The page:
There are some ways that you can prepare yourself before you even read a word of the actual paper.  Make sure that you know how long each exam is. What are the requirements of that paper? What will you need to do for each section and how long should you spend on it? Which paper is to be taken on which day? Be sure to prepare for the right one!

Time management is key in exams.  Take your watch off and put it on the table in front of you. Make sure that you don’t get so involved in one section of the paper that you forget to leave enough time to do the rest!


So, now let’s look at the reading exam itself.  Extracting the important information from a text in your target language is a key skill and probably one of those that you will use most in real life – from menus to museum leaflets.  A few key tips could make a significant difference in the way you approach this part of the assessment and also in the score that you receive.

The reading paper presents a range of text types from picture-heavy “adverts” to extracts from works of literature.  One of the first things I would say is that you shouldn’t allow yourself to be intimidated by the literature component – the extracts have been chosen very carefully and the key parts will be using the vocabulary and grammar that you have already been taught.

The main hints that I have for the reading exam are these:

  • When it comes to the reading paper, make sure you read the questions BEFORE you read each text! It may sound odd, but the questions will give you a good idea of what the text is about. Then you can read the text and already have in mind which information is likely to be important.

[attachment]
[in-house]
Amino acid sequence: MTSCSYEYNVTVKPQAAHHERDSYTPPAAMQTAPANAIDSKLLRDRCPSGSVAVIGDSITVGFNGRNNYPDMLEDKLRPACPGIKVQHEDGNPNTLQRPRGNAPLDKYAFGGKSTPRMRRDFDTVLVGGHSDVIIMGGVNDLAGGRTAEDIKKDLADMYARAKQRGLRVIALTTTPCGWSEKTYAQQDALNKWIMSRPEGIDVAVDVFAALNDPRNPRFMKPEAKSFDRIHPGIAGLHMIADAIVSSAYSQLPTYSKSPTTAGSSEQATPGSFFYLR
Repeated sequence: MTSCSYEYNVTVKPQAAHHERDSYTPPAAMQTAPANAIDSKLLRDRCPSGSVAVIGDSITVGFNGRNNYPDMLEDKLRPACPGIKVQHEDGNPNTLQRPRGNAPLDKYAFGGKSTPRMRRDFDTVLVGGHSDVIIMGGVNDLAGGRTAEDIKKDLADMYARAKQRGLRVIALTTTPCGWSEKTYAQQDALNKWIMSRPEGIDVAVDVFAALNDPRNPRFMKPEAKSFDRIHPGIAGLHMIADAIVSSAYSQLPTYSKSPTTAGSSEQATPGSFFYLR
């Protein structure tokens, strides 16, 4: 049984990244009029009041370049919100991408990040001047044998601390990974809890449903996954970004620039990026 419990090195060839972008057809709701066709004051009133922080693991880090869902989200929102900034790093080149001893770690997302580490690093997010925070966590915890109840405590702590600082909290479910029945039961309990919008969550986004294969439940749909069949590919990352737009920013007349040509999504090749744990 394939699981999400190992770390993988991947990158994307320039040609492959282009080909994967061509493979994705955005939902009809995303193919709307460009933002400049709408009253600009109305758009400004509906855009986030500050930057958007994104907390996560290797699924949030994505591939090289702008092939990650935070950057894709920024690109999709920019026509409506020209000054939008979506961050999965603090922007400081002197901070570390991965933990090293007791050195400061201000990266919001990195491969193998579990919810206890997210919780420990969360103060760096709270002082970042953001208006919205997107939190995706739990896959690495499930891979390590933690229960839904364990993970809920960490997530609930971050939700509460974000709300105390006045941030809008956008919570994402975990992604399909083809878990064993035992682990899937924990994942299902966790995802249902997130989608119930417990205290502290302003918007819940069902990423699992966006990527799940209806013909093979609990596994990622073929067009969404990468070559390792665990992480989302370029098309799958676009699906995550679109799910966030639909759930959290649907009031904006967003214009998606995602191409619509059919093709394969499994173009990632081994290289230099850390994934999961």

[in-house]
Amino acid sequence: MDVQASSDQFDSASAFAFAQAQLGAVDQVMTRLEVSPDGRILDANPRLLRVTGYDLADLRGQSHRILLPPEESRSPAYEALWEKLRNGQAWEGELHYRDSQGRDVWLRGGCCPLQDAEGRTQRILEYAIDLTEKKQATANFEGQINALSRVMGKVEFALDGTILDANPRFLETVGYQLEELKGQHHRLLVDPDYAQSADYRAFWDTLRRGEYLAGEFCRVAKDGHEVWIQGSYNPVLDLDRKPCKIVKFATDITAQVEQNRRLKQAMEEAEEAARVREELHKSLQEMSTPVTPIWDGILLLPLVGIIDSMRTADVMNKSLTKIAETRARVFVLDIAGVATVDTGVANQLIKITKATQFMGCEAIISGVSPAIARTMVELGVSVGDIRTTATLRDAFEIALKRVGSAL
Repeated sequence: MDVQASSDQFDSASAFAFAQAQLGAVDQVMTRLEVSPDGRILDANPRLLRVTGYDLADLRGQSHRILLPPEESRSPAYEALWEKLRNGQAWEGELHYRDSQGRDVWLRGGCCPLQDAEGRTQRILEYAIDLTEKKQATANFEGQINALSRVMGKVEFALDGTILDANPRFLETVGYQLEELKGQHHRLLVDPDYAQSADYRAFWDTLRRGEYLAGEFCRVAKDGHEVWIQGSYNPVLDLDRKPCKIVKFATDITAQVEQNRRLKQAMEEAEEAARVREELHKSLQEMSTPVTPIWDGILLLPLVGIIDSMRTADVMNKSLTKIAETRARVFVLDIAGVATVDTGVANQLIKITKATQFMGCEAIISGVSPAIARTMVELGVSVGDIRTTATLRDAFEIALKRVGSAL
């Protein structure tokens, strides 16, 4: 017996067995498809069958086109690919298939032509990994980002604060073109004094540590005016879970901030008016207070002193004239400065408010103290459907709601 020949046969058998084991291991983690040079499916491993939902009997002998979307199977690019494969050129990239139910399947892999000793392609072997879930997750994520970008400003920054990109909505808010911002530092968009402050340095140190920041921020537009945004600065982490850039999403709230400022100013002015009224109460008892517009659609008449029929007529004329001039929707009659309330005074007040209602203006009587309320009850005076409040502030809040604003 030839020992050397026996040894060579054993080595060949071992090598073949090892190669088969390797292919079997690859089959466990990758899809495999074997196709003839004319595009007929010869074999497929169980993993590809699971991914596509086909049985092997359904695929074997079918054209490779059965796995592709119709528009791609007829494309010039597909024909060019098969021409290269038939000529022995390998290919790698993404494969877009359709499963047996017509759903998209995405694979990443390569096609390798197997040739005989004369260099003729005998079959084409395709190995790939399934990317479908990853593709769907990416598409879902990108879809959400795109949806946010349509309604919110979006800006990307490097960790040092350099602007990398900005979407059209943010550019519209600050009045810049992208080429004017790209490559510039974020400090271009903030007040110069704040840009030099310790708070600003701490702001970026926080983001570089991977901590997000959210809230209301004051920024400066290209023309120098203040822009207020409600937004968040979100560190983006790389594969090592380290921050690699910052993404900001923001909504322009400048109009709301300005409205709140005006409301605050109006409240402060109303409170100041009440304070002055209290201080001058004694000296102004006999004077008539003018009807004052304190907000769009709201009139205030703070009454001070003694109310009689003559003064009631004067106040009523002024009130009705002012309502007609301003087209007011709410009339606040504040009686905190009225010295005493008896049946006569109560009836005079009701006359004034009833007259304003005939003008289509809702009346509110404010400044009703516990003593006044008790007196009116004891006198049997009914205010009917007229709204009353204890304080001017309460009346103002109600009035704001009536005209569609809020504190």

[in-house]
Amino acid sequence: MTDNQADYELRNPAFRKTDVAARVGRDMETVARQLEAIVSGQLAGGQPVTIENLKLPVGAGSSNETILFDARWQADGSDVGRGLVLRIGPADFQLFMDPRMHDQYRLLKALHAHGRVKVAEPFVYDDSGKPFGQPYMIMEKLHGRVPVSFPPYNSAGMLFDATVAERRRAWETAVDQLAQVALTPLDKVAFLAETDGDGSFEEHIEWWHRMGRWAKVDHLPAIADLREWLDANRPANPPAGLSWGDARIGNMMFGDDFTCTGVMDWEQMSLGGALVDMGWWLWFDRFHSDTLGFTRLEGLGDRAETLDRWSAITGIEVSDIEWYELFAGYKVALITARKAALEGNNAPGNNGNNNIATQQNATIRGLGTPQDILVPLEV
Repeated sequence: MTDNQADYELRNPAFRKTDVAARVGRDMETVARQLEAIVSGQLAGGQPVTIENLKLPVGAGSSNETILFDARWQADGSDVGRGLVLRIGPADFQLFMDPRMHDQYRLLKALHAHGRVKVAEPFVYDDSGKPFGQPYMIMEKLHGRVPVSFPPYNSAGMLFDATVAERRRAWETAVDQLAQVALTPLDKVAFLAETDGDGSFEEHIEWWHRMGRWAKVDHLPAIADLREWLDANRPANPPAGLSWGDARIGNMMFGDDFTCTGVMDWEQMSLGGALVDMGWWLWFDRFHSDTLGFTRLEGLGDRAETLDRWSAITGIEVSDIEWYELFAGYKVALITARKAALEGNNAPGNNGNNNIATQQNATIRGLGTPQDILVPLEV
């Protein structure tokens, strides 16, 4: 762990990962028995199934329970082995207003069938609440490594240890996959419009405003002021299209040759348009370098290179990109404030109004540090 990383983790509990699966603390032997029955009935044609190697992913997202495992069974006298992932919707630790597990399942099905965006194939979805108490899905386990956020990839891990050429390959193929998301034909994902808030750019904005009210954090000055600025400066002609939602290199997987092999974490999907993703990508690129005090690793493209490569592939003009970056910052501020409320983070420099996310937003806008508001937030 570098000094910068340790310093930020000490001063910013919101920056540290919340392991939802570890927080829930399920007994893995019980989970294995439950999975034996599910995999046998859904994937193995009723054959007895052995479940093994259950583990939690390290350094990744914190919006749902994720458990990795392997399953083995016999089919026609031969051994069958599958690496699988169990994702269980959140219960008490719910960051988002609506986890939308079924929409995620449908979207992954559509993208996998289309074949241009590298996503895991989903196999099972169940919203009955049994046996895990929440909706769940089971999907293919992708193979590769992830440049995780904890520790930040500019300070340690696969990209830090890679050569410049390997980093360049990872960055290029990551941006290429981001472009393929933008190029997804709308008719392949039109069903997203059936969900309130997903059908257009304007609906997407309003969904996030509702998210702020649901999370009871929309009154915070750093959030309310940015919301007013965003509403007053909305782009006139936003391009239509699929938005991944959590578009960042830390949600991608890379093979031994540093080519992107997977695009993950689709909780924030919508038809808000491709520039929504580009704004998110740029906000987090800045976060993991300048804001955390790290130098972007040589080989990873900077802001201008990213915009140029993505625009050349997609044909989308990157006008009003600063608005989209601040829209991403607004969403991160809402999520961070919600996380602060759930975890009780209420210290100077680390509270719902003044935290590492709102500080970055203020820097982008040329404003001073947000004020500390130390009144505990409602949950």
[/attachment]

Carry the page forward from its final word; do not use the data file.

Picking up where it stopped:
• NEVER leave an answer blank. An intelligent guess is more likely to gain marks than a blank, which is guaranteed not to score at all!
  • Watch out for the little words that can make all the difference. Words like “not”, “already”, “never” etc. can change the whole meaning of a sentence and provide the key information for answering the question successfully.
  • Check WHO is doing the action in the sentences. It is not uncommon to find that someone does the action mentioned in the question, but not necessarily the person you might think.  For example, if Jenny is talking about her weekend and says that her brother tidied his room, then tidying the room is NOT an activity that Jenny did!
  • Practise question words and question formation. Some of the tasks may be explained in your target language rather than in English, so do be sure that you can understand what you need to do.
  • Remember to answer the questions in the language in which they are set. So, if the question is written in English then answer in English.  If it is written in your target language, then answer in the target language.
  • Look carefully at the tenses! There will probably be occasions when an activity in the question is mentioned in the text, but in a different time frame.  For example, don’t get confused between what a character did last weekend and what they plan to do next week.
  • Likewise with the section which requires translation into English. The text itself is quite short but it will be full of little details which make all the difference.  Tenses are important again, as are negatives, time phrases and prepositions.  Try to fit in all the little bits of information in order to gain maximum marks.

Try to get as much practise of the reading paper skills as you can.  BBC Bitesize offers a range of resources to help you and there are also revision books that you can get which have the answers in the back so you can check how you are doing.  As with so many things, little and often is key, so start revising soon!


Teri Fleetwood is an experienced language tutor with over 10 years experience of tutoring to the GCSE and A Level curriculum.  For more information please look at the rest of the posts in this blog and also check our Facebook page  If you would like to discuss 1:1 or small group tuition, whether for exam preparation or pleasure, then do get in touch!